One of the hardest things in life is facing death.
Though it’s inevitable, death never seems right, does it? It never gets easier to handle the loss and it never seems like we’ve had enough time with the ones we love. Even more, the world doesn’t ever feel the same without that person in it.
I’ve been thinking a lot about death lately.
What kind of legacy are you leaving?
My husband just lost two friends to Covid-19. One was 67 with nine kids and the other, 31 and single. Then we just heard of our daughter’s boss losing his life at the age of 41 with four small children left behind. The horrific nature of their untimely deaths have shaken their families and friends to the core.
We’re all seeing that this dreaded virus is no respecter of persons. And each of us is being impacted by these tragedies in one way or another. These stories have brought back sad memories of losing my favorite aunt to cancer a few years ago.
She’d been struggling with cancer a year and a half before she took her last breath. And although she had fought hard in the last year, she said she knew it was her time to go. I saw her in the hospital a couple of weeks prior and I held her head to my chest as we both cried. The unspoken spoken. We both knew she was nearing the end of her journey here on earth.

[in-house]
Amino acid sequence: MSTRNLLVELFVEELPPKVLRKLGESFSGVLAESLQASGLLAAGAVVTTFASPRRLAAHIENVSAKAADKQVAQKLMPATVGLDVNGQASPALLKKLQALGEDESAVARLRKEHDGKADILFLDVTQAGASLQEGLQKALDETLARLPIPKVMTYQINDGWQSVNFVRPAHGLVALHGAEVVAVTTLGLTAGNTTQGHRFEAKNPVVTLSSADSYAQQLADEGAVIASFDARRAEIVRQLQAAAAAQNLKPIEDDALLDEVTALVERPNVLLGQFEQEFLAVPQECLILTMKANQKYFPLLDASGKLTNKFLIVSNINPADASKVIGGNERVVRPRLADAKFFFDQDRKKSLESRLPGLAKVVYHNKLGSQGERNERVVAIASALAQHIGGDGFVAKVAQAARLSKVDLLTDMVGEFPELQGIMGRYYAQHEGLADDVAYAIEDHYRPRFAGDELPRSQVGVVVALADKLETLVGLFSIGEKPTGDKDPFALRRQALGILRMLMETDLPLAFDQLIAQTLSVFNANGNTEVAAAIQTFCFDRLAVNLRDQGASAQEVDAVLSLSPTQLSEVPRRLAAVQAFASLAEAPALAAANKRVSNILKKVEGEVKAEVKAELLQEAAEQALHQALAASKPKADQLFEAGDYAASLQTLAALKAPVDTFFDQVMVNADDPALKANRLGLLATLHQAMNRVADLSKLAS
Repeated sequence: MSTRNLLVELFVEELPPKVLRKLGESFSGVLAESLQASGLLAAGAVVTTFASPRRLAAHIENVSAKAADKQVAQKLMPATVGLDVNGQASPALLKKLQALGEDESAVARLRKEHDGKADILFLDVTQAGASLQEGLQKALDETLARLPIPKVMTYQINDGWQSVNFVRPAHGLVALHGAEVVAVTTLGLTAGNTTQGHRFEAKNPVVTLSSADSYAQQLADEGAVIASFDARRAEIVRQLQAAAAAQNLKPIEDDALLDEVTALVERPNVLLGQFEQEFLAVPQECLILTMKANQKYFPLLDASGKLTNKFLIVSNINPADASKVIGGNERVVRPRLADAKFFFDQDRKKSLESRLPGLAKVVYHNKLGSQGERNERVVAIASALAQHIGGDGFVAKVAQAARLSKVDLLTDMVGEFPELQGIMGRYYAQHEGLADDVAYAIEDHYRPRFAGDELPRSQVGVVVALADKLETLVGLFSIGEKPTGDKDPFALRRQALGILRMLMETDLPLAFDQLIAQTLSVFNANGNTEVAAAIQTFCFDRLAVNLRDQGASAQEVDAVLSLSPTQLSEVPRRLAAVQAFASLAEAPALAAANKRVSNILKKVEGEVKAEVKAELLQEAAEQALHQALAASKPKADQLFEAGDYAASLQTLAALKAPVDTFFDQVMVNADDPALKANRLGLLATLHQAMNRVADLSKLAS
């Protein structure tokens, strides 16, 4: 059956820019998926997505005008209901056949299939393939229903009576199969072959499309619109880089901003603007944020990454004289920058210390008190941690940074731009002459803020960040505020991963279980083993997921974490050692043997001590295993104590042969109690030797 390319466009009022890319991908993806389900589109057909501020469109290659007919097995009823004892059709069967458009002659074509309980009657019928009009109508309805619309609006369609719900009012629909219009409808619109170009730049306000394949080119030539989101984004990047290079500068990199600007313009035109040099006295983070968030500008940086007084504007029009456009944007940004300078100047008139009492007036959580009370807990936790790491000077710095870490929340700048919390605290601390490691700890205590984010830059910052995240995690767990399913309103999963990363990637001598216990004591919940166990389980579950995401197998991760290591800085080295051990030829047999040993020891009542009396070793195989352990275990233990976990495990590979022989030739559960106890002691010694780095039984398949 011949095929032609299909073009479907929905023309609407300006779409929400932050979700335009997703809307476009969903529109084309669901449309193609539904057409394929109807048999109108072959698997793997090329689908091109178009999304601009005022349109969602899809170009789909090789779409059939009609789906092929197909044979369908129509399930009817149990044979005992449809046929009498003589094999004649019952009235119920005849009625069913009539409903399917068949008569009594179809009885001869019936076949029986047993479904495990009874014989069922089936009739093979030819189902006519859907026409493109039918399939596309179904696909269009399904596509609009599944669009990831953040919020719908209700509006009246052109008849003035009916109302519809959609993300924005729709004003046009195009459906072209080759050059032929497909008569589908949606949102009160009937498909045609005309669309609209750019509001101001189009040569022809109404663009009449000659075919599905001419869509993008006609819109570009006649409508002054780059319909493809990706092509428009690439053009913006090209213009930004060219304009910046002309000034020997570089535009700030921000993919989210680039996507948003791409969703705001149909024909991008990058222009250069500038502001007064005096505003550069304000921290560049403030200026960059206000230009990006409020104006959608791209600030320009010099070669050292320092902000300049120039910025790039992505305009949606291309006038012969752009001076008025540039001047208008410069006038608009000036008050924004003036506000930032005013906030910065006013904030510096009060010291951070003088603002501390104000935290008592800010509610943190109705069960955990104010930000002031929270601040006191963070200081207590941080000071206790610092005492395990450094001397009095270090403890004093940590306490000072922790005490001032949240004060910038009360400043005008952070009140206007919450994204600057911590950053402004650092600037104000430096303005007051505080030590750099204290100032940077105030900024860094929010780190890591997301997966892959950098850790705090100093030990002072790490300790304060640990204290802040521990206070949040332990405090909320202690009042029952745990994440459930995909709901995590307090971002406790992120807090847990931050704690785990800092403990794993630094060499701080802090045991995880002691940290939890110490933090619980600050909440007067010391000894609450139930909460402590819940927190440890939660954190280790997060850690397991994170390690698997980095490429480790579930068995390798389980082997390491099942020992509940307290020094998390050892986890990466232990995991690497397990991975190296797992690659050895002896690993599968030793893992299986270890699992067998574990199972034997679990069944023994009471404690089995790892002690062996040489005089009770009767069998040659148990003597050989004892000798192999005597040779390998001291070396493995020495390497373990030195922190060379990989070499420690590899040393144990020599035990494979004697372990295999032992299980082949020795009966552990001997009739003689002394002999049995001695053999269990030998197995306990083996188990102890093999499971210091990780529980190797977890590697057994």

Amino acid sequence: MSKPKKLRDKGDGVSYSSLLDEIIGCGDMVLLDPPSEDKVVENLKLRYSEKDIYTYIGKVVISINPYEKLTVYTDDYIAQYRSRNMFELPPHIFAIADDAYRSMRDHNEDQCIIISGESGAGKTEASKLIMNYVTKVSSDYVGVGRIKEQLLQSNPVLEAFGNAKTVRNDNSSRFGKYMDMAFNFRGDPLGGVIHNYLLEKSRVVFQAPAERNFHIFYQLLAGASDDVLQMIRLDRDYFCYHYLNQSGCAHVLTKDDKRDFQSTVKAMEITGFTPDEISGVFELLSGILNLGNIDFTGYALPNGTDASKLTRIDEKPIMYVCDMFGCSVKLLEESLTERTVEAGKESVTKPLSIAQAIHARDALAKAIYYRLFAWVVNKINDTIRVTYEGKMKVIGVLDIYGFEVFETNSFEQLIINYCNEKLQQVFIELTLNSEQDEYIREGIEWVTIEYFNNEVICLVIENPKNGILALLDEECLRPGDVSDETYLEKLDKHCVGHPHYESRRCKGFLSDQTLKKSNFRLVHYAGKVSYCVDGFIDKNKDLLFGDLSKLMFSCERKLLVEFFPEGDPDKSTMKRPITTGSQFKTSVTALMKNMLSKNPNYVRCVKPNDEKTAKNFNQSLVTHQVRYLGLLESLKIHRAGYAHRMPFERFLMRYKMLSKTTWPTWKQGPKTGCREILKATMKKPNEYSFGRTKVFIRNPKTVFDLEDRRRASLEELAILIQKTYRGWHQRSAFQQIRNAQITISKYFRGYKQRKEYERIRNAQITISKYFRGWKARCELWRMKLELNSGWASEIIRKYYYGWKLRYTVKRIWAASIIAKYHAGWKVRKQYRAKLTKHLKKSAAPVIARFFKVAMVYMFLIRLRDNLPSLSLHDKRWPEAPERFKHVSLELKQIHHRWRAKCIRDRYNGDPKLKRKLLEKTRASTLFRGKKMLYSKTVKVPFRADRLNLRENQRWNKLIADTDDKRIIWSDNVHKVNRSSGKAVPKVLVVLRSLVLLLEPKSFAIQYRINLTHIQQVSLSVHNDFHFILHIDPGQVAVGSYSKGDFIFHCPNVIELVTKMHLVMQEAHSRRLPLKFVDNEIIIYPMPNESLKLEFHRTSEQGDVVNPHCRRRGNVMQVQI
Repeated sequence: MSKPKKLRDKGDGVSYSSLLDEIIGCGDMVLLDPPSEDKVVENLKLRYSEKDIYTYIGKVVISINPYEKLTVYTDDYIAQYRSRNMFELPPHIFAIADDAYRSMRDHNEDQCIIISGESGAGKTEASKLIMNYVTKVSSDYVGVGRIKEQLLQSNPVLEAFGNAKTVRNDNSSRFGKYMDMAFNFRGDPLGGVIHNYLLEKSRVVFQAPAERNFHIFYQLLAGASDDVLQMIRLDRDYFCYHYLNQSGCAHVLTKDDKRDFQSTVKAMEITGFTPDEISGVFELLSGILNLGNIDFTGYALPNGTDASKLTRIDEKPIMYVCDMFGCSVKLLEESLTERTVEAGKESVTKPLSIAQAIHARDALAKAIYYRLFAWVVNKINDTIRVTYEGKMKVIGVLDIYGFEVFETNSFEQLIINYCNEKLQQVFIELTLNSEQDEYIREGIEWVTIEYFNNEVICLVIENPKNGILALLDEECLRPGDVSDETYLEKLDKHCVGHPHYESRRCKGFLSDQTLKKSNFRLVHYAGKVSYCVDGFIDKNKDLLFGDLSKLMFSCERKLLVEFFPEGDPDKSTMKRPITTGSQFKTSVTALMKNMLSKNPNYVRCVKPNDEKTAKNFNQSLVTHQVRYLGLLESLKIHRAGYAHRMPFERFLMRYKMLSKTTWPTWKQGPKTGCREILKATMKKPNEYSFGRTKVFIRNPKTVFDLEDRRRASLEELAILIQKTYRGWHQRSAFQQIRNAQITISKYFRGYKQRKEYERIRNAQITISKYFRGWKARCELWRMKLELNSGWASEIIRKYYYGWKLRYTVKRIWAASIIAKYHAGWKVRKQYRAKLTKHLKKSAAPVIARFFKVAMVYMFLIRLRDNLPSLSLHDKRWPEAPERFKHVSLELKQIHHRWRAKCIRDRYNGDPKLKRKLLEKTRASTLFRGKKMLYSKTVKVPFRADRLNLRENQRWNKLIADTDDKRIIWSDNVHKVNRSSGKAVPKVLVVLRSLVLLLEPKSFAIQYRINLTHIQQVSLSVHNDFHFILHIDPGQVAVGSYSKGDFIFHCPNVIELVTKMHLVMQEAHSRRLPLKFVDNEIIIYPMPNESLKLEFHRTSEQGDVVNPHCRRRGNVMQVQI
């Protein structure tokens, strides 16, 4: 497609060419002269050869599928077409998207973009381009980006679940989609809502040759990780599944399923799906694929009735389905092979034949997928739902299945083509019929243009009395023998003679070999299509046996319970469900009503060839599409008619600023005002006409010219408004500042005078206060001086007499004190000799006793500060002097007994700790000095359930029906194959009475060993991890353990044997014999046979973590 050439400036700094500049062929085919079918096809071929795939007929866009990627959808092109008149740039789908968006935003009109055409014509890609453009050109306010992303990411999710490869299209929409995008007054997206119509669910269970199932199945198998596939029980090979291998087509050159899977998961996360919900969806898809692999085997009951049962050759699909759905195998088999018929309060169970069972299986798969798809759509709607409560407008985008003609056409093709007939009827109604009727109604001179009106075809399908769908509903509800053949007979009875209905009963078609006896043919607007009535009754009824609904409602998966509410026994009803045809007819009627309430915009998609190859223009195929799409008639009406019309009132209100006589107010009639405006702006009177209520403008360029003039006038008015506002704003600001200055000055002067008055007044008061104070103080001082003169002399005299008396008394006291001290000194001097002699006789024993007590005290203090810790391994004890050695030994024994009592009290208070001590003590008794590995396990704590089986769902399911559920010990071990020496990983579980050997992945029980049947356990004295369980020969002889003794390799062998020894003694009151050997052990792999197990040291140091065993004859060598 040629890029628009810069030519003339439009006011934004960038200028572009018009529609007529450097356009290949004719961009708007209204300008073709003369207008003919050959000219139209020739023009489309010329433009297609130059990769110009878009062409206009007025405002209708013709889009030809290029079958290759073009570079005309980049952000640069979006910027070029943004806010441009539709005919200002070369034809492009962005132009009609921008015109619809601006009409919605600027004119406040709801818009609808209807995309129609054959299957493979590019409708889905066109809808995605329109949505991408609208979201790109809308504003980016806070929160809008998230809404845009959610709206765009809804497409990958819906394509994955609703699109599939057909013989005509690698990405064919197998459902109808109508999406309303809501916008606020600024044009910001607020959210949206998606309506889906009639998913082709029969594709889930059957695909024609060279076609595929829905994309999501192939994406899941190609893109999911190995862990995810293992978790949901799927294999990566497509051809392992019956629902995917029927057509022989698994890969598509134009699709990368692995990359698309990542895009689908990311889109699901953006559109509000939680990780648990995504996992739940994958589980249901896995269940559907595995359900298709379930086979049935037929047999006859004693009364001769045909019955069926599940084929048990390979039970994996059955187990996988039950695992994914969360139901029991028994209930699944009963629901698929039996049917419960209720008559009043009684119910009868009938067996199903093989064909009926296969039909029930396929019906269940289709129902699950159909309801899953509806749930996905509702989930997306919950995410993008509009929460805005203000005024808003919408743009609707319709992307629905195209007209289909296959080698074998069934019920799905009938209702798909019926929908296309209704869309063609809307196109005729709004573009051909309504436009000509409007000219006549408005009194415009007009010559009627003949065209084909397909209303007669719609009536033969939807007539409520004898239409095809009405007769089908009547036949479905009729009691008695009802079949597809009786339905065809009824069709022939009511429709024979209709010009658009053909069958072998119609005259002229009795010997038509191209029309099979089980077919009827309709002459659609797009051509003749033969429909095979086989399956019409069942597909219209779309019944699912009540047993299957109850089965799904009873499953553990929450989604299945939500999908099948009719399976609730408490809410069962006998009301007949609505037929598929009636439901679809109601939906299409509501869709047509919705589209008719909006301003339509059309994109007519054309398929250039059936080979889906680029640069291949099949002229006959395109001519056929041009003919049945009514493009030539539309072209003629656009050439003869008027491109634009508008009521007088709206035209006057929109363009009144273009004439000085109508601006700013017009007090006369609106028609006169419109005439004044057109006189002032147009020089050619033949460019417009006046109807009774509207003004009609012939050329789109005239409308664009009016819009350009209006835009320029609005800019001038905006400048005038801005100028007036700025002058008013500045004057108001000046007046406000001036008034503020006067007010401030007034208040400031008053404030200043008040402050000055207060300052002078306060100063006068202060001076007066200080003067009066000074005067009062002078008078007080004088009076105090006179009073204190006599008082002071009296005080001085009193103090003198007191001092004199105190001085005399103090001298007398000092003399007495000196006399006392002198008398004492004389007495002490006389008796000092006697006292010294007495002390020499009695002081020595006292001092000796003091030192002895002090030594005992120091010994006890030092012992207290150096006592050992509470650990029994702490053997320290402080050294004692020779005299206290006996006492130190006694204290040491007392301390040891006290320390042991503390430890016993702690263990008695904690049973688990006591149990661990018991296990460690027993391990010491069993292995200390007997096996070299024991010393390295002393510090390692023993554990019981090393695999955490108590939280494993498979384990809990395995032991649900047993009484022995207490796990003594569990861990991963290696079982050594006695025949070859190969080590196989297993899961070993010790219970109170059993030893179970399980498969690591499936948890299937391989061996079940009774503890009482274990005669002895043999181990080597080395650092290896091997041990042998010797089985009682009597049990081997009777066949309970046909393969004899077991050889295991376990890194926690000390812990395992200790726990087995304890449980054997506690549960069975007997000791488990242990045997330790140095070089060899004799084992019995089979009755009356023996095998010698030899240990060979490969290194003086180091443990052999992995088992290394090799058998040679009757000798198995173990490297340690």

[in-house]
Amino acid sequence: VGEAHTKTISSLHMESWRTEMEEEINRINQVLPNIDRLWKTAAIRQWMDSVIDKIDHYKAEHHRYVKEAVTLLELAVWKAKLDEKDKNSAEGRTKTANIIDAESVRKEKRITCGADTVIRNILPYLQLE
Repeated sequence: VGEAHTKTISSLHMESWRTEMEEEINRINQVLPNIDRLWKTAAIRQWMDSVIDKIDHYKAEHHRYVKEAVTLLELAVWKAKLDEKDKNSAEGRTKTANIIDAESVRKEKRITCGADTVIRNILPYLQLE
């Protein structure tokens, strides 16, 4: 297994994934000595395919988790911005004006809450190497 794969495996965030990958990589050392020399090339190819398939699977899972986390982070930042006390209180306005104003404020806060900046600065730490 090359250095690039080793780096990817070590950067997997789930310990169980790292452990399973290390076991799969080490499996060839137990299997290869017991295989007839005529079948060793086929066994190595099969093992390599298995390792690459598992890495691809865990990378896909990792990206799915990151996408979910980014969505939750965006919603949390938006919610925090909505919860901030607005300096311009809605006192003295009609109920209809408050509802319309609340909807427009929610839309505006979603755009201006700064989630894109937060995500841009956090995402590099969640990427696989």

This happened before coronavirus invaded our world, back when we could be near those we loved as they were facing death. And hard as it was to be there in the intensity, at least my aunt and I could say goodbye to each other while saying that we’d see each other again in heaven. That brought comfort to my soul.
Now my heart aches for the different realities that are being experienced this year as a result of the pandemic. And in this season of loss, the only thing we have left here on earth are the deposits our loved ones have left on the inside of us.
All of this has led me to ponder anew the importance of leaving a legacy. Of course, this isn’t a new concept to any of us, but for the sake of clarity, I love the way Marelisa Fabrega defines the term legacy: “It means putting a stamp on the future, and making a contribution to future generations. People want to leave a legacy because they want to feel that their life mattered.”
This leads me to honestly answer this question, and I invite you to as well:
Ask yourself: what kind of legacy am I leaving?
The reality is that though none of us will be around forever physically, we all leave a trail behind that leads the way for the next generation. As a dad to a daughter, you will be around forever in the deposit you leave in your daughter’s life.
I would encourage you to clarify anew today what exactly you want your daughter to hold inside herself as a gift from you for the rest of her life.
- Finish this sentence below and then write it on a card that sits on your desk.
- Take a picture of what you write and look at it daily on your phone.
- Tell her what it is you want her to never forget about why you love her.
You never know when a day may be your last. Let today be the day you renew your focus to invest in your daughter’s life daily by choosing to intentionally deposit that which you want her to forever remember about you.
Be specific about how your love deposit will be expressed. And may the way you complete this sentence guide what you say and do from this day forward.
At the end of my life, if my daughter had only one thing to say about me, I’d want it to be…